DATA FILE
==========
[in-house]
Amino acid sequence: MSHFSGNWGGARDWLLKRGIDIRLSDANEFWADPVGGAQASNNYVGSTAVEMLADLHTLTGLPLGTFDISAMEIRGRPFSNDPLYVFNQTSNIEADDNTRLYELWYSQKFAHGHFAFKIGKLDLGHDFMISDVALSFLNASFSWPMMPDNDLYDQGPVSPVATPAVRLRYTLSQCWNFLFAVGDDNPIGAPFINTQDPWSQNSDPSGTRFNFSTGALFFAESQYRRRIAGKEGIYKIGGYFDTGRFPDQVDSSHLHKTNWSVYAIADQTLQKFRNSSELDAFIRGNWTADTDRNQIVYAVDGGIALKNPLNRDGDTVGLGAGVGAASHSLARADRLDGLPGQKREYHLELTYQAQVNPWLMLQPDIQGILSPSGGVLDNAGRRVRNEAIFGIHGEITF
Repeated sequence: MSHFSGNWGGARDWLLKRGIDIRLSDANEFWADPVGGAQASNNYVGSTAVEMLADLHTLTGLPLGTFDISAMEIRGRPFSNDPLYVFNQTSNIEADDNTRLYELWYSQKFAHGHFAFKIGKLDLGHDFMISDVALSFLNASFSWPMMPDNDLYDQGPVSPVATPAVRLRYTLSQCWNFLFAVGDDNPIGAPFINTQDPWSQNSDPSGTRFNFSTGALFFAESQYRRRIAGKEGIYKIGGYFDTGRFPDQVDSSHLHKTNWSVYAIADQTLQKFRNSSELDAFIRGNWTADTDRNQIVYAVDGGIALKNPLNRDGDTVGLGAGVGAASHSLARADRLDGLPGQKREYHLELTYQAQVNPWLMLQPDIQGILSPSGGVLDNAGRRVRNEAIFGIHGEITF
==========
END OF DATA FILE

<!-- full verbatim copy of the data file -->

[in-house]
Amino acid sequence: MSHFSGNWGGARDWLLKRGIDIRLSDANEFWADPVGGAQASNNYVGSTAVEMLADLHTLTGLPLGTFDISAMEIRGRPFSNDPLYVFNQTSNIEADDNTRLYELWYSQKFAHGHFAFKIGKLDLGHDFMISDVALSFLNASFSWPMMPDNDLYDQGPVSPVATPAVRLRYTLSQCWNFLFAVGDDNPIGAPFINTQDPWSQNSDPSGTRFNFSTGALFFAESQYRRRIAGKEGIYKIGGYFDTGRFPDQVDSSHLHKTNWSVYAIADQTLQKFRNSSELDAFIRGNWTADTDRNQIVYAVDGGIALKNPLNRDGDTVGLGAGVGAASHSLARADRLDGLPGQKREYHLELTYQAQVNPWLMLQPDIQGILSPSGGVLDNAGRRVRNEAIFGIHGEITF
Repeated sequence: MSHFSGNWGGARDWLLKRGIDIRLSDANEFWADPVGGAQASNNYVGSTAVEMLADLHTLTGLPLGTFDISAMEIRGRPFSNDPLYVFNQTSNIEADDNTRLYELWYSQKFAHGHFAFKIGKLDLGHDFMISDVALSFLNASFSWPMMPDNDLYDQGPVSPVATPAVRLRYTLSQCWNFLFAVGDDNPIGAPFINTQDPWSQNSDPSGTRFNFSTGALFFAESQYRRRIAGKEGIYKIGGYFDTGRFPDQVDSSHLHKTNWSVYAIADQTLQKFRNSSELDAFIRGNWTADTDRNQIVYAVDGGIALKNPLNRDGDTVGLGAGVGAASHSLARADRLDGLPGQKREYHLELTYQAQVNPWLMLQPDIQGILSPSGGVLDNAGRRVRNEAIFGIHGEITF